Is group work a necessary evil?
A professor in my department recently sent out this article on group work http://www.facultyfocus.com/articles/teaching-professor-blog/my-students-dont-like-group-work/. If you’re like me, you won’t click on the link so, in summary, students hate working in groups (surprising, I know). Students cite everything from hating their groups, to being confused about the information, to not being able to fall asleep during class as their reasons for hating group activity.
So, should we encourage group work?
Obviously, students must learn how to work well with others to survive in the work place. However, I’m sure you have all been in a group where you were the only one doing work, or the material was so challenging that you really did need more instructor from the professor. I generally despise groups, and I think professors tend to use groups as a way of making their classes more “student centered”. But, when done correctly, groups can also be the greatest learning experience.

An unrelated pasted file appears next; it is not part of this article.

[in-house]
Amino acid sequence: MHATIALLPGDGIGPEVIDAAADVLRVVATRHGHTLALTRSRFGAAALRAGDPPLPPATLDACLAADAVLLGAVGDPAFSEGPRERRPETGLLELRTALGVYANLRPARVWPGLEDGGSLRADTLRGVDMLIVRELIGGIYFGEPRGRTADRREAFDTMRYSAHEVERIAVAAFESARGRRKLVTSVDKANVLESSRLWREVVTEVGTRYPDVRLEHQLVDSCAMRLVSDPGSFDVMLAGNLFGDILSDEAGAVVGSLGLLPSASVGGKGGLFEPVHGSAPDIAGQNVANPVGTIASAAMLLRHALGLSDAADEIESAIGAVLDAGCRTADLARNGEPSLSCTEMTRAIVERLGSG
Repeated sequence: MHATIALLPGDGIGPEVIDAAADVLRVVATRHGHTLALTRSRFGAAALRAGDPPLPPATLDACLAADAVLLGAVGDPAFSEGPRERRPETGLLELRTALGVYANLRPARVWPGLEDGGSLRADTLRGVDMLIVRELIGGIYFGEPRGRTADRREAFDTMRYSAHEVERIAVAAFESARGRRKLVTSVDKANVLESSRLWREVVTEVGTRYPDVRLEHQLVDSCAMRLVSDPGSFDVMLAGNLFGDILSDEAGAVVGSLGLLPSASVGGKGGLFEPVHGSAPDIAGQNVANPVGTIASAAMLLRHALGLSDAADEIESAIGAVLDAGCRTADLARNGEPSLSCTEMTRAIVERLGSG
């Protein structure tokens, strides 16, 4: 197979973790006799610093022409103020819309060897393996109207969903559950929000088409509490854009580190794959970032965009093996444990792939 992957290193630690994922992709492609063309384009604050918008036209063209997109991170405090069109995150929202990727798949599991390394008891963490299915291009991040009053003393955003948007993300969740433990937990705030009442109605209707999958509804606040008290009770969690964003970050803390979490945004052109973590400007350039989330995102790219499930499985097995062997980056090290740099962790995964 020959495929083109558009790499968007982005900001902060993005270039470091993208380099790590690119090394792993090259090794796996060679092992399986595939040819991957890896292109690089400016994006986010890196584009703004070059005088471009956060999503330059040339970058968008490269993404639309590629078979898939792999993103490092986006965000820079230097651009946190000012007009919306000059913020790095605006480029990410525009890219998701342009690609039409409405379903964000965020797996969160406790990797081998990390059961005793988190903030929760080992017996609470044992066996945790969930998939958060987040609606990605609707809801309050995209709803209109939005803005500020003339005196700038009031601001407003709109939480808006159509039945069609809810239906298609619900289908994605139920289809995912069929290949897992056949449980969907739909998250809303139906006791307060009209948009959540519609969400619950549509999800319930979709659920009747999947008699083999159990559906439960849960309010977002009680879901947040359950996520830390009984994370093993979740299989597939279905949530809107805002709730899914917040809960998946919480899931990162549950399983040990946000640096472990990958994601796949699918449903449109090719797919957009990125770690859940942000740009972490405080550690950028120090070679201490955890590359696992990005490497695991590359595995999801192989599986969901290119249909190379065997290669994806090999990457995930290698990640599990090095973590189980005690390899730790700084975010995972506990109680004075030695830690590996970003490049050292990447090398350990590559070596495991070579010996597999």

Specifically, groups can be great for exploring a new topic, but it can’t be so far out of reach that students can’t figure out the material. For example, I’m currently in a multivariate statistics class that is run entirely by group discussion. If you were wondering, it fails miserably, largely because the students don’t have enough background to lead a successful discussion. However, when I was a undergrad, all of my classes were group-oriented, and it worked because it was mostly problem solving classes built off of information that we were already given, through lecture.
So, why am I writing all of this? Well, many of us have been told that we need to make classes more student-centered, but the answer isn’t to strip lecture out of class and make student teach themselves. I largely agree with students that group work is terrible, but that’s because it’s not being done correctly. It’s usually being used as a fallback.
Don’t use group work as a fallback.